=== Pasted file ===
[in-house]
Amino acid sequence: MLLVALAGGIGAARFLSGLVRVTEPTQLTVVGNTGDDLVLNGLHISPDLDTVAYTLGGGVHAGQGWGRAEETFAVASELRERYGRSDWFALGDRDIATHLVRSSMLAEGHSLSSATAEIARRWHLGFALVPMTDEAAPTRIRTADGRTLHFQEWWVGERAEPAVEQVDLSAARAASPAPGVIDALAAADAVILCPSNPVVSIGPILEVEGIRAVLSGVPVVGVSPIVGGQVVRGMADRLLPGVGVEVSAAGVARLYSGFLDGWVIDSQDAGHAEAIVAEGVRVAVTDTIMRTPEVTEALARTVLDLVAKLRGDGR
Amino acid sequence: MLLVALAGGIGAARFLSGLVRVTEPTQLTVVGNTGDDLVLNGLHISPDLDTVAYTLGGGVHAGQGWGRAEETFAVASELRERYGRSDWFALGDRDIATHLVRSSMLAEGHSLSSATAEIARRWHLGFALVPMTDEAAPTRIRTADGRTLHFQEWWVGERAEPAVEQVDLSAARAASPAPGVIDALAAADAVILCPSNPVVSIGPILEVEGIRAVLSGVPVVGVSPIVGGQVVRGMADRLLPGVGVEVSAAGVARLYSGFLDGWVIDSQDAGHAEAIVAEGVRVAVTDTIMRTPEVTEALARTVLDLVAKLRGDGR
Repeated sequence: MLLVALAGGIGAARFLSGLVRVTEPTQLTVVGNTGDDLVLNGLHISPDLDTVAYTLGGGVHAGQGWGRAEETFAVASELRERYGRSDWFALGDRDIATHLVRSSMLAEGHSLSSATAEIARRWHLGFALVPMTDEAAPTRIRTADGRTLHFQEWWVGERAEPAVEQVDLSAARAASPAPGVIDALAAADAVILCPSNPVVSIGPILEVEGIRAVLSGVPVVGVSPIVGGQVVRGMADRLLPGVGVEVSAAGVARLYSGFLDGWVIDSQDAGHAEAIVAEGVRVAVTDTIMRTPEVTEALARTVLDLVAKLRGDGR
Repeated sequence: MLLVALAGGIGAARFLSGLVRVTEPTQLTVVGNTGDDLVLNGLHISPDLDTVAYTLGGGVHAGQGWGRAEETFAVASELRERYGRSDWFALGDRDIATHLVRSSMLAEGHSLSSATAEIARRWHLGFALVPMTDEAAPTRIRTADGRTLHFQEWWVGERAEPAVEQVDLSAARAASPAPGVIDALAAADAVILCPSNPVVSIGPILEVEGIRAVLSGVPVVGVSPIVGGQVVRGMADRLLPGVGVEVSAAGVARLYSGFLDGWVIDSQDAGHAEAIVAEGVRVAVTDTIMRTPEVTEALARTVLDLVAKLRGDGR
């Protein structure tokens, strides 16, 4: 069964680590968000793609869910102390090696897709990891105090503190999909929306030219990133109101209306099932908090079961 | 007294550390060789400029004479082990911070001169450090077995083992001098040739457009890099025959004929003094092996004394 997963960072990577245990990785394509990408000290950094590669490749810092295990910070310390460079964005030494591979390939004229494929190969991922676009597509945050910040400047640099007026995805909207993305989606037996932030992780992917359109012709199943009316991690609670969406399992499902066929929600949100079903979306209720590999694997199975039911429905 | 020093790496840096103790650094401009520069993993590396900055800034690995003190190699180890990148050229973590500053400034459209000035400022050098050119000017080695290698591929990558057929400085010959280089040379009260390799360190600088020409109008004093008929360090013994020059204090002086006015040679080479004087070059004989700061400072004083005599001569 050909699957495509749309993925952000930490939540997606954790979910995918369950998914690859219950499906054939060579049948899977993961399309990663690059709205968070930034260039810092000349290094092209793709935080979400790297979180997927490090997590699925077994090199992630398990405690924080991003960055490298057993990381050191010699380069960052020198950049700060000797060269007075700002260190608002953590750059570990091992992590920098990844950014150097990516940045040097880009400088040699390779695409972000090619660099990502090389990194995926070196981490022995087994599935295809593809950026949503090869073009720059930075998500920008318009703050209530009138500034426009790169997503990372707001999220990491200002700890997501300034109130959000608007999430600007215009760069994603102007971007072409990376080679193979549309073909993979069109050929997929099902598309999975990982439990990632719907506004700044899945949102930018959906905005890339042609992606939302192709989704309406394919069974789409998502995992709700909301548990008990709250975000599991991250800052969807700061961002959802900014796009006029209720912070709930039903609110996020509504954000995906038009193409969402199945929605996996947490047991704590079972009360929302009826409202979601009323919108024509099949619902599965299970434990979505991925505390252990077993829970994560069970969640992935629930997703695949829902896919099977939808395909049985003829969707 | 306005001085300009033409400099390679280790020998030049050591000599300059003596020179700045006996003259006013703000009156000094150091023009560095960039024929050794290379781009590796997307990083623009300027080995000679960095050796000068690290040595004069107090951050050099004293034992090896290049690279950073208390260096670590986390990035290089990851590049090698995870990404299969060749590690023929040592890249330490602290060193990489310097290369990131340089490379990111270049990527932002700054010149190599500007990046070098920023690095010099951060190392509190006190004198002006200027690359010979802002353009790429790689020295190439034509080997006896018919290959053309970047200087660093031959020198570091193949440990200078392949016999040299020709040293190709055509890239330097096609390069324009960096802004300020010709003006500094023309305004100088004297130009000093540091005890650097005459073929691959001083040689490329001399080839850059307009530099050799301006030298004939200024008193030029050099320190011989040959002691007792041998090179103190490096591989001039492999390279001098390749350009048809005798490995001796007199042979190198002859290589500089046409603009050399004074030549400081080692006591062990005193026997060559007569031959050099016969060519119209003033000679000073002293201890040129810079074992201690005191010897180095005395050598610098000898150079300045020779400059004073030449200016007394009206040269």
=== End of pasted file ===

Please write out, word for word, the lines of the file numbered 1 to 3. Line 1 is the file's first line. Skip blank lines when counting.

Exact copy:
[in-house]
Amino acid sequence: MLLVALAGGIGAARFLSGLVRVTEPTQLTVVGNTGDDLVLNGLHISPDLDTVAYTLGGGVHAGQGWGRAEETFAVASELRERYGRSDWFALGDRDIATHLVRSSMLAEGHSLSSATAEIARRWHLGFALVPMTDEAAPTRIRTADGRTLHFQEWWVGERAEPAVEQVDLSAARAASPAPGVIDALAAADAVILCPSNPVVSIGPILEVEGIRAVLSGVPVVGVSPIVGGQVVRGMADRLLPGVGVEVSAAGVARLYSGFLDGWVIDSQDAGHAEAIVAEGVRVAVTDTIMRTPEVTEALARTVLDLVAKLRGDGR
Amino acid sequence: MLLVALAGGIGAARFLSGLVRVTEPTQLTVVGNTGDDLVLNGLHISPDLDTVAYTLGGGVHAGQGWGRAEETFAVASELRERYGRSDWFALGDRDIATHLVRSSMLAEGHSLSSATAEIARRWHLGFALVPMTDEAAPTRIRTADGRTLHFQEWWVGERAEPAVEQVDLSAARAASPAPGVIDALAAADAVILCPSNPVVSIGPILEVEGIRAVLSGVPVVGVSPIVGGQVVRGMADRLLPGVGVEVSAAGVARLYSGFLDGWVIDSQDAGHAEAIVAEGVRVAVTDTIMRTPEVTEALARTVLDLVAKLRGDGR